Research Promises Regenerative Potential

New heart, muscle cells may soon be derived from autologous stem cells

Sep 16, 2011, 14:54 ET from University Hospitals Case Medical Center

CLEVELAND, Sept. 16, 2011 /PRNewswire/ -- Recent advances in regenerative medicine show stem cell therapy may ultimately be used to create new blood vessels (angiogenesis), improve heart function and reduce the risk of amputation in patients with peripheral vascular disease.

Yet an obstacle stands in the way of realizing the promise of these breakthroughs: Autologous endothelial progenitor stem cells (i.e., adult "self" stem cells) compose a very small fraction of the cells in the blood (<0.002 percent), and it is difficult to obtain sufficient quantities of these cells to actually replace damaged cells in tissues such as the heart or muscle.  

Researchers at University Hospitals (UH) Case Medical Center, however, have developed a novel method to isolate sufficient numbers of autologous endothelial progenitor stem cells (stem cells that express the CD34 receptor) that can be used to renew damaged heart or muscle tissue. Such stem cells have the advantage of being derived directly from the individual patient. This eliminates not only the ethical questions that surround the use of embryonic and non-autologous (i.e., non-self) stem cells but also the health-related complications that could arise by using stem cells from other sources, cell lines or individuals.

Marco Costa, MD, PhD, Director, Interventional Cardiovascular Center and Research & Innovation Center, UH Case Medical Center, reports there are two methods for obtaining the stem cells.

"One way is to give the patients granulocyte stimulating factor," Dr. Costa said. "This increases the number of stem cells in the blood, and then we can collect a large number of these cells by apheresis, the process of removing a specific component from blood and returning the remaining components to the donor, in order to collect more of one particular part of the blood than could be separated from a unit of whole blood. The alternative, and the method we prefer, is to obtain a small number of cells from the patient's blood and expand them for seven days in culture media, which is a kind of 'health spa' for the cells."

The culturing procedure expands the cell population to obtain enough autologous endothelial progenitor stem cells to use for treatment.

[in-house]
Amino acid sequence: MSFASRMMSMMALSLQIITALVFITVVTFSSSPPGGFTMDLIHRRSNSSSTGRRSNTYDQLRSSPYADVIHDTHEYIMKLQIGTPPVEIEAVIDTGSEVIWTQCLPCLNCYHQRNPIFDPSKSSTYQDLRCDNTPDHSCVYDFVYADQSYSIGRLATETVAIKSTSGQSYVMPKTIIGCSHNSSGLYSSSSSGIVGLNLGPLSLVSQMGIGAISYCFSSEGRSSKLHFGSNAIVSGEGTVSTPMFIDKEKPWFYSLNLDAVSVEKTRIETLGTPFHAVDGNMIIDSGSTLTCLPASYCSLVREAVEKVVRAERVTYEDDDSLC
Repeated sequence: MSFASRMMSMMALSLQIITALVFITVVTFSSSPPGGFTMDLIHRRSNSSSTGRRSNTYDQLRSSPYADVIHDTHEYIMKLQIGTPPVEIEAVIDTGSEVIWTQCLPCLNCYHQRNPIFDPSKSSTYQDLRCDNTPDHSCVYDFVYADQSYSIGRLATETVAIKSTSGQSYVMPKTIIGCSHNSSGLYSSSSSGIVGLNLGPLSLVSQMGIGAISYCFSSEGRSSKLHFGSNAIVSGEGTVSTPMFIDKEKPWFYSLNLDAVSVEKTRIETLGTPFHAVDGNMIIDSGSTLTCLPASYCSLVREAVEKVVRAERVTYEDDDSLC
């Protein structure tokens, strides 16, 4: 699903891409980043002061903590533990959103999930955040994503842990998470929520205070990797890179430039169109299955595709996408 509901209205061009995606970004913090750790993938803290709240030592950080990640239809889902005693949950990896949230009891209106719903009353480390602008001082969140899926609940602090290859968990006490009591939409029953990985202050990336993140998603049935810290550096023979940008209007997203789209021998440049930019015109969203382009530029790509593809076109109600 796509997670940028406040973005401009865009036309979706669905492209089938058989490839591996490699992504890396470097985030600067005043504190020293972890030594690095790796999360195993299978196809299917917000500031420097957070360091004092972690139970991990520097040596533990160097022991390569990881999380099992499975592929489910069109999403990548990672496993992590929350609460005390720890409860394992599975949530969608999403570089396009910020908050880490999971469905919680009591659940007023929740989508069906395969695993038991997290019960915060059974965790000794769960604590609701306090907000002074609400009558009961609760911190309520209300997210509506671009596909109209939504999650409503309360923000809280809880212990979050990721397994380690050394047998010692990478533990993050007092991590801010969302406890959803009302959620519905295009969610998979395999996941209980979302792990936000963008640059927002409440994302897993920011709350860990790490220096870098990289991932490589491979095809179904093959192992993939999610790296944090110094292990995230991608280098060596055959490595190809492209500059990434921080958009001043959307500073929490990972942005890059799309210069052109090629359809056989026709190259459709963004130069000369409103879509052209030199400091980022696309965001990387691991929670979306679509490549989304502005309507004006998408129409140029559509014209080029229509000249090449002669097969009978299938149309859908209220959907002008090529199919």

"Because of our ability to add cytokines and growth factors to control the growth environment," Dr. Costa said, "these cells are healthier than those in the original cell population derived from patients with advanced diseases."

Upcoming Clinical Trials

Studies remain in the research phase, but Dr. Costa's group has shown the procedures to culture stem cells and inject them into target tissues for treatment are feasible in animal models. He and his group are participating in Phase I-III clinical trials of bone marrow-derived and peripheral blood-derived stem cells for the treatment of patients with ischemic and non-ischemic cardiomyopathy, advanced coronary artery disease, and recent myocardial infarction (3-21 days).

The patients who may ultimately benefit from this novel method to amplify and fortify autologous endothelial progenitor stem cells include those with advanced coronary artery disease, heart failure, acute myocardial infarction or peripheral arterial disease. Dr. Costa notes the physicians at UH Case Medical Center are eager to evaluate individuals who might benefit from this procedure.

"Patients who come to UH Case Medical Center will find that they have many treatment options," he said. "Some may benefit from other procedures that we already offer. If they meet inclusion criteria, however, some patients could be recruited to participate in stem cell trials that are actively enrolling patients or in exciting upcoming clinical trials."

SOURCE University Hospitals Case Medical Center